Yeah, that was just lame, what I just said. But so what, it's my blog, and I can be whatever way I want, and who will stop me.

Now that was really, really dumb, what's the matter with me? I think it's either because I'm stupid, or because I'm a Delhi boy.

Either way, I get to drive back home now, because it's my car, and who will stop me?

Day 5

Today is a long day. It's 9:30 PM and I am still at work, and likely to be here for maybe a couple of hours more. Tomorrow promises to be similar.

I have this compulsive habit of running up stairs. Normally, I'm a little lazy, but when there's a flight of stairs in front of me, I almost automatically start running in leaps of two stairs at once, and at great speed. My desk is on the 4th floor, and that is just as well, for any higher and I couldn't have kept up with this madness. As weird as it is, I don't even try to consciously change this habit, because at some level I think it's good for me. I may be erratic about exercising regularly, but I go to work everyday, and each day I'm at work I walk down to the cafeteria on the ground floor about twice, which means there's at least this physical work-out I'm bound to get, with or without any self-effort to stay healthy.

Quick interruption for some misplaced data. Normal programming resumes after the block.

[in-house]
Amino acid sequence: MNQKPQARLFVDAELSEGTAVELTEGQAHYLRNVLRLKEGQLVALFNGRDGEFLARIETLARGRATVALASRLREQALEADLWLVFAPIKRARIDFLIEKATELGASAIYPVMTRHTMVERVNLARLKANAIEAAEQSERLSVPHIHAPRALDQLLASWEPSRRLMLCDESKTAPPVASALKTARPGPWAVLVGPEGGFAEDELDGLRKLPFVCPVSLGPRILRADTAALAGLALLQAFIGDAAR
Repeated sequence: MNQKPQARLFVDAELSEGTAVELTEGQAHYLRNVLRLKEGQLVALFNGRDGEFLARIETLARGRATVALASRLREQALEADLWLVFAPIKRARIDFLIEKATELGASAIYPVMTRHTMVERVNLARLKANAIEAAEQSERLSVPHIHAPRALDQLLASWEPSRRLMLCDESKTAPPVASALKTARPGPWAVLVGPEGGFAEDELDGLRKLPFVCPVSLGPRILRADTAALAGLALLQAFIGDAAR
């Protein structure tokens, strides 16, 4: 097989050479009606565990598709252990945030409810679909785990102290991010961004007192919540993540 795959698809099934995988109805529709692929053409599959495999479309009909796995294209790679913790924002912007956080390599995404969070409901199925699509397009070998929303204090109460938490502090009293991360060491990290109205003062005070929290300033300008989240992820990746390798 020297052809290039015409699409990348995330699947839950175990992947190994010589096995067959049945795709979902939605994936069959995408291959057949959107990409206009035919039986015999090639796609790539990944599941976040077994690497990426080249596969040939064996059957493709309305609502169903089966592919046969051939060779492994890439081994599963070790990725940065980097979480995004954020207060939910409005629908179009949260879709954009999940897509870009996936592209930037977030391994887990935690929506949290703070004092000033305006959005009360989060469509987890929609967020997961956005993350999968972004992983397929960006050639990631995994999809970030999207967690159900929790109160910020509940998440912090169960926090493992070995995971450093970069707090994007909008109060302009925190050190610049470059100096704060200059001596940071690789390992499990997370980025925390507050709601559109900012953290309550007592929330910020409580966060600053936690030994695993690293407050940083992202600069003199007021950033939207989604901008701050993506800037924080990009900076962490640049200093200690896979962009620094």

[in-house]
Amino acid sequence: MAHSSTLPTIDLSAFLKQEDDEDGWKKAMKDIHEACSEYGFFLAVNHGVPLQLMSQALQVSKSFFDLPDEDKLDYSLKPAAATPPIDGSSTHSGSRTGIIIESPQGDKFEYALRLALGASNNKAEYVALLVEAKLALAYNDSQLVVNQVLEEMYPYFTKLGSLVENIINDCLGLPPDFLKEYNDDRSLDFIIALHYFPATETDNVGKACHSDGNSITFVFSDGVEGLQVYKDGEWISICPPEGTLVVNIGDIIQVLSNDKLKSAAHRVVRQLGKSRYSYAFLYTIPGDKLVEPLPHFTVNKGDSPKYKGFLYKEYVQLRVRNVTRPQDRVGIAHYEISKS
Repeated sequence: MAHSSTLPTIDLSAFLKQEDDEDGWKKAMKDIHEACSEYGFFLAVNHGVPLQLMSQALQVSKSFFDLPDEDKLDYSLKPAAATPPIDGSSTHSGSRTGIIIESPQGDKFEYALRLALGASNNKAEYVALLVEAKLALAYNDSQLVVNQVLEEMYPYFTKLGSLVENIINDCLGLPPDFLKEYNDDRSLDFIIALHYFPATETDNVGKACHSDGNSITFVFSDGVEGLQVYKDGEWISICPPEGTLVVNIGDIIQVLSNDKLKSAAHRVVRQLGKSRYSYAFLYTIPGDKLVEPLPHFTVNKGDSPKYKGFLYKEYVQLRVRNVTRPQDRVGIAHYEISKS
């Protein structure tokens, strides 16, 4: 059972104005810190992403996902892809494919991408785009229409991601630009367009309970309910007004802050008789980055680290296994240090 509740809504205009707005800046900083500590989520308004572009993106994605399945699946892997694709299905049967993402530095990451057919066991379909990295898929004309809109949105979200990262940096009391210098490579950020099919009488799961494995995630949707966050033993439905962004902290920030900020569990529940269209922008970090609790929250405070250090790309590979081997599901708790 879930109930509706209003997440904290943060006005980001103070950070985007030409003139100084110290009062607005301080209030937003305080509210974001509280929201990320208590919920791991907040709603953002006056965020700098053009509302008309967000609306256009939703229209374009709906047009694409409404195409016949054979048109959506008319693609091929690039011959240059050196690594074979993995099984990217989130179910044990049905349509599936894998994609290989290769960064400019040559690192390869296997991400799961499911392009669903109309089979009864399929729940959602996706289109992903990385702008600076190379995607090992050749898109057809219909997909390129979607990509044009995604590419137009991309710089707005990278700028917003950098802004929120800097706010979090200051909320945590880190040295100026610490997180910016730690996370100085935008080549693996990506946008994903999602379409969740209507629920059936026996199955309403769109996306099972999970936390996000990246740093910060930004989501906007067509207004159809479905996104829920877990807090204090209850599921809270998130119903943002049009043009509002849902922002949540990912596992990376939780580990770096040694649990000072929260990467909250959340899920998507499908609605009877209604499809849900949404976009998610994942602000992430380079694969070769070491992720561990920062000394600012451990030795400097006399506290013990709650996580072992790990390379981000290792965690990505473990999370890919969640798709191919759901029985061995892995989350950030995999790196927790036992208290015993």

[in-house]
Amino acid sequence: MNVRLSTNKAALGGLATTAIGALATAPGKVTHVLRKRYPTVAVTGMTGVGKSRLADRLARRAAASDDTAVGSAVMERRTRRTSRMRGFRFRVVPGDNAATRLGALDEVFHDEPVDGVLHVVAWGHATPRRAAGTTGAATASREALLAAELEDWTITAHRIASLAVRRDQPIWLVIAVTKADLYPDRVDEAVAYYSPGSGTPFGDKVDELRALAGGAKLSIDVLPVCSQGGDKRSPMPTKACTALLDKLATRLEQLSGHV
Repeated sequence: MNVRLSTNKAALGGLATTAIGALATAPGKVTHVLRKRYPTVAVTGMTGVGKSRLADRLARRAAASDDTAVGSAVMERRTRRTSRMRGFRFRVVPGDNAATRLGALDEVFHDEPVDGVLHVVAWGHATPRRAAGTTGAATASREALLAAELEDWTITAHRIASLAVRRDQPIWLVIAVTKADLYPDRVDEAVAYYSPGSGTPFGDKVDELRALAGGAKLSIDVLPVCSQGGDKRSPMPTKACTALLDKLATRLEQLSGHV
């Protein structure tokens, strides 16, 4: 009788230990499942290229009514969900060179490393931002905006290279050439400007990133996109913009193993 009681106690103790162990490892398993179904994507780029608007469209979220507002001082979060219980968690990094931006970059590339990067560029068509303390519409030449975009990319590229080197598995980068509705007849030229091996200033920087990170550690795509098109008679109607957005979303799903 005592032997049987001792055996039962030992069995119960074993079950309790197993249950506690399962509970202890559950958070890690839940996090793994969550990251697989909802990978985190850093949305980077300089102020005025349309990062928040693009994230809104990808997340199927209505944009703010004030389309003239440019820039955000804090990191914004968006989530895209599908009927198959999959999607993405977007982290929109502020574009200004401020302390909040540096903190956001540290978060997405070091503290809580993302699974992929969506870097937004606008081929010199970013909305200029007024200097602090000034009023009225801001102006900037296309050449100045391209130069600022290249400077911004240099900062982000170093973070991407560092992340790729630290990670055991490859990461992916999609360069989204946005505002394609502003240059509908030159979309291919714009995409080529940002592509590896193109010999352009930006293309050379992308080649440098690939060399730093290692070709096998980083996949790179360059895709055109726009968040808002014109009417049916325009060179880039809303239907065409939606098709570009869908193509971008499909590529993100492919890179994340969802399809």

But why am I talking about it today? Because I fell hard on those concrete steps while running up after lunch, and in this sub zero weather, it hurt a little bad, turned my knee blue, and ensured that I won't go running for some days now. It was only after this that it even occurred to me for the first time that this habit of mine of always turning crazy at the sight of stairs, might not be as unequivocally good as I imagined it to be.

Time to get back to work.

Monday, January 4, 2016

Day 4



Every now and then at work I zoned out thinking of mausa ji.

I chatted with Sambhavi after maybe a year.

A bunch of electronic things I'd ordered in December reached today.

It has got suddenly very cold around here.

I did not go running.

I did not study.

Sunday, January 3, 2016

Day 3

He was an unassuming man with a wry, understated sense of humour that was brilliant. For me, I'd say, he even had glamour, although I suspect that I might be a loner in having this opinion. I say glamour, because I always wondered if I could know him a little more. I always thought that he was definitely so much more than what meets the eye, but I had no way of knowing what that more consisted of.

He ran a shop of bags and suitcases in a busy market, and was known to never miss a day even if it meant taking 3 AM buses from Delhi after an extended-family function to return to his house and shop in Ambala. His shop was a favourite jaunt of so many other shopkeepers of this market, who would stop by to share a smoke and banter with him whenever business would be slow at their own shops, and he would generously give them his time and wit.

Three years ago he was diagnosed with cancer, and had been growing thinner and losing hair in the midst of numerous chemos and hospital visits.